18 December 2018

New MICS 6 survey in Guinea-Bissau to measure the progress on the situation of children, adolescents, and women.

Participating in its sixth round of the Multiple Indicator Cluster Survey (MICS), Guinea-Bissau plans to use the findings from this survey to inform public policy decision-making and programmatic interventions, influence public opinion about the situation of children and women in the country, and update national and global SDG indicators. This is the first time in Guinea-Bissau that the surveys will be conducted using tablets.


Following months dedicated to the design and theoretical phase of the survey - which concluded with the main practical training - field work commenced on November 7th, 2018.  Data collection began in the Bissau region, the first of the nine regions to be surveyed.

Forty-eight Guinea-Bissauan interviewers were hired to survey 7,500 households in all nine regions of Guinea-Bissau over a four-month data collection period. Interviewers will gather information from households in urban and rural areas, focusing on a wide range of topics related to health, education, child protection, water, hygiene, nutrition, access to the media, HIV / AIDS, and others.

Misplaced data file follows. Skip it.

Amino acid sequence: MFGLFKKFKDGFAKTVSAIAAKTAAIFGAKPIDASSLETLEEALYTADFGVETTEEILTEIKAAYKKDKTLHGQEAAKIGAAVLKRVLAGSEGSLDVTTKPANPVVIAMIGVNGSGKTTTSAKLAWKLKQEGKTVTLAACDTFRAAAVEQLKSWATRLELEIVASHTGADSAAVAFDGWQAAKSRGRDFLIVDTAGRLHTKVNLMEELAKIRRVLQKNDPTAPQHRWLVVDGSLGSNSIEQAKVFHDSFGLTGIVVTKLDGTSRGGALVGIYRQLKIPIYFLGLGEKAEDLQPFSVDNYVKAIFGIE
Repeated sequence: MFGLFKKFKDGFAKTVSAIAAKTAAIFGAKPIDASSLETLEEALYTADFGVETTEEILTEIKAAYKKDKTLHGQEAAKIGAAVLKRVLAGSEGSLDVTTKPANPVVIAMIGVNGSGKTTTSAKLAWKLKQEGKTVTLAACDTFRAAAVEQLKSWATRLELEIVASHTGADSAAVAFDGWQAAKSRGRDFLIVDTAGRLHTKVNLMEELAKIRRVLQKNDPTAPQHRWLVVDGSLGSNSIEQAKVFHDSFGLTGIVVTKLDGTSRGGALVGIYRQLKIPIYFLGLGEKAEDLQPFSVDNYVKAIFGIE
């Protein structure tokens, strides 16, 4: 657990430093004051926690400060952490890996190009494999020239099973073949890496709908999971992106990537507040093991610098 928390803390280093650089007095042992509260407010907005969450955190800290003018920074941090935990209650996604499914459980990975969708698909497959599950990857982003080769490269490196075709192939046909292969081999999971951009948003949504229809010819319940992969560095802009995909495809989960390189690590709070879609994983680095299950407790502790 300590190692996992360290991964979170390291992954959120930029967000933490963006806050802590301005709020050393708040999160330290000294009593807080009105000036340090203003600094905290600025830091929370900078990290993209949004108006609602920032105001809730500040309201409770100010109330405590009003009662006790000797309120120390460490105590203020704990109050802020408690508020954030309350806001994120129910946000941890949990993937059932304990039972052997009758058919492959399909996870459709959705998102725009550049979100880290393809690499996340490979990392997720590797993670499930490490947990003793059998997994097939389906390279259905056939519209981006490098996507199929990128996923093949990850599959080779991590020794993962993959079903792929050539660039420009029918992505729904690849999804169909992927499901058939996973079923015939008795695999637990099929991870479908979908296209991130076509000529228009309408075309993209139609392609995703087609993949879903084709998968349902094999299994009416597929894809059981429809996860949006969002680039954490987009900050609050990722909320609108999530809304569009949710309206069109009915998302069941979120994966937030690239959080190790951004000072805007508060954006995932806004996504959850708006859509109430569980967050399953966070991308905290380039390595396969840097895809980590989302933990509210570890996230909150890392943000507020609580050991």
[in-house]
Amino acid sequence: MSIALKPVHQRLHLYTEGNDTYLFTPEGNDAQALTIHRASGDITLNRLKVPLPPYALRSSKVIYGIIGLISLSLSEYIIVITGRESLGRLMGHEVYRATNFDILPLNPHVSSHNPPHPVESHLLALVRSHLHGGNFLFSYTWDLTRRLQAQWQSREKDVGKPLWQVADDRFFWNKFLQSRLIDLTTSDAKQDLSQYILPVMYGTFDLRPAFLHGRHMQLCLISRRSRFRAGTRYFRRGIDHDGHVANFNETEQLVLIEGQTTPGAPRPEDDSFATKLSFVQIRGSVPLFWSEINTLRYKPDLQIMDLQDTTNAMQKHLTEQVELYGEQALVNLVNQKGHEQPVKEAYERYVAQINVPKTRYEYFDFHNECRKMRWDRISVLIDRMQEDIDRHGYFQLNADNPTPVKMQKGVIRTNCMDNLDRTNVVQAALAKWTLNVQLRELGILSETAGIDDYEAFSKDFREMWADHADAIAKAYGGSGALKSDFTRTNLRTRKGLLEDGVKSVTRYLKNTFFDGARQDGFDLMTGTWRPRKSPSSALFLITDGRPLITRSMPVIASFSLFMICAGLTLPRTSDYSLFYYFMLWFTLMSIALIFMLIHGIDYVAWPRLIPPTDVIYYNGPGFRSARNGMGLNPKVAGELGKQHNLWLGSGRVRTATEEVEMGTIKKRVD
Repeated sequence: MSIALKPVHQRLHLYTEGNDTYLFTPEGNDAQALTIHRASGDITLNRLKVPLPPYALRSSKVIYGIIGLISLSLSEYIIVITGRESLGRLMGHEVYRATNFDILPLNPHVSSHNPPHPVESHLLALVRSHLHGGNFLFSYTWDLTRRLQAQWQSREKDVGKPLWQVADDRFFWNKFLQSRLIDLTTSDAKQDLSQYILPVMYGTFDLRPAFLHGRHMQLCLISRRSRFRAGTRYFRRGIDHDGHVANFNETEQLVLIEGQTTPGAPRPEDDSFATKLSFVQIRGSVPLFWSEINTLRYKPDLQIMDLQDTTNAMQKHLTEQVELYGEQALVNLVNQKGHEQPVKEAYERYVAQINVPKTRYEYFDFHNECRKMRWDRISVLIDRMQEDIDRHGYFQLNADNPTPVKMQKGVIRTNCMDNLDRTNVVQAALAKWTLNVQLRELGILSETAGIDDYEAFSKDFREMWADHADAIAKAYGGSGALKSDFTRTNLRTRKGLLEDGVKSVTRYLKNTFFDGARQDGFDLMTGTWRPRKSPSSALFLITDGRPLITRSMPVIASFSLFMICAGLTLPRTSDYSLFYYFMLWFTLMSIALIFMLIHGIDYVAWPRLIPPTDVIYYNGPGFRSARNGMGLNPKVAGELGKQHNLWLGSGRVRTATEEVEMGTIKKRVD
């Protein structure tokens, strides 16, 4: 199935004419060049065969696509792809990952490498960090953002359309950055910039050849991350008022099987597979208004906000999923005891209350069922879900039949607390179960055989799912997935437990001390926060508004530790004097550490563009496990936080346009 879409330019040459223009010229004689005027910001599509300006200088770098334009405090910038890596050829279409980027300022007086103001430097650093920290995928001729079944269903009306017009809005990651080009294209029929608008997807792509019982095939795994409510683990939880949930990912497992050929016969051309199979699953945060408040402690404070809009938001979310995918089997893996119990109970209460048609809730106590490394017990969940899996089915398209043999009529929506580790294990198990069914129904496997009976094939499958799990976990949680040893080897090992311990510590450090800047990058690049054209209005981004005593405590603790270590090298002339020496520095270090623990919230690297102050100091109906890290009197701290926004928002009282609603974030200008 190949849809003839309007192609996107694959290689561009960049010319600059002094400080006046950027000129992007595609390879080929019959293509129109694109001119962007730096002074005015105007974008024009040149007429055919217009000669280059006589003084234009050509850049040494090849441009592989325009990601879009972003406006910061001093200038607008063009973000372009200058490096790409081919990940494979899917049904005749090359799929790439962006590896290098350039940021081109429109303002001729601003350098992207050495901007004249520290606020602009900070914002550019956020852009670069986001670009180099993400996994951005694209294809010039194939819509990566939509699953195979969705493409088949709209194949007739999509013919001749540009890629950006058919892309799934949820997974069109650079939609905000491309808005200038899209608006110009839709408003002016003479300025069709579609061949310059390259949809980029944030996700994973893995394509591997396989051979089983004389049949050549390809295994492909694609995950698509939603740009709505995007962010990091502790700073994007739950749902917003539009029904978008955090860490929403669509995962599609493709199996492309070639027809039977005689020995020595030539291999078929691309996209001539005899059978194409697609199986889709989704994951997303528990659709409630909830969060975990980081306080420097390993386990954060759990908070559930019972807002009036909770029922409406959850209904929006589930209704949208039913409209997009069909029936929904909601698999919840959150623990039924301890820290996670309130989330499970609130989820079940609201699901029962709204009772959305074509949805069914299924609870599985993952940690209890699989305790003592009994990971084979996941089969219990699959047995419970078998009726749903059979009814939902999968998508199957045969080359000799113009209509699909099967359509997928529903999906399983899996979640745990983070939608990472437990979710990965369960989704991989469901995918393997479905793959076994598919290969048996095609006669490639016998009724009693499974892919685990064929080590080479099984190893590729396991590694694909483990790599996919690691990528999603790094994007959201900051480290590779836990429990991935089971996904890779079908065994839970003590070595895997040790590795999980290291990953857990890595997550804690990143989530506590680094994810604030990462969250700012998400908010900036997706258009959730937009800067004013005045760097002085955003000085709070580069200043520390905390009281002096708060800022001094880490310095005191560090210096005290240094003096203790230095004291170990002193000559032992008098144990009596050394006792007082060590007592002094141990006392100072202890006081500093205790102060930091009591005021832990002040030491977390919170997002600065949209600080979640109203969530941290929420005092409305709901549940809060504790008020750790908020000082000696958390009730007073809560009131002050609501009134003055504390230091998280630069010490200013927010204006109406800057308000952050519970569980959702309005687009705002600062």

To formalize the large-scale survey and emphasize participation country-wide, Guinea-Bissau organized an official launch event on November 23rd, 2018, two weeks after the start of data collection. On this occasion, Mrs. Ainhoa Jaureguibeitia, UNICEF Guinea-Bissau Representative, a.i., illustrated the importance of the survey, stating:

“The current moment of Guinea-Bissau is characterized by a context of great challenges, aggravated by the global financial crisis, lack of donor presence and partners. For this reason, the new MICS presents an opportunity to review the results and better adjust the programmes being implemented to improve the lives of women and children in the country.”


Survey managers anticipate that the interviewers may face two main obstacles: (i) limited access to selected households in remote and hard to reach areas; and (ii) the unavailability of the targeted household members during the planned cluster visit time.

Such issues will be mitigated by fieldwork-relevant information, communication strategies, and the involvement of community leaders. Many of these issues will be solved based on the extensive experience of the country, having participated in all rounds of MICS.

Next steps

Once the data has been collected, the survey finding report will be released in July 2019. The findings will allow Guinea-Bissau to measure the progress on the situation of children, adolescents, and women. Due to the lack of timely, quality, and reliable data in the country, the information provided through MICS is key for the majority of development partners, including United Nations agencies and other donors.

The Guinea-Bissau MICS is being carried out by the government, with the assistance of UNICEF, and in partnership with the European Union, United Nations Population Fund (UNFPA), World Food Programme (WFP), and United Nations Development Programme (UNDP).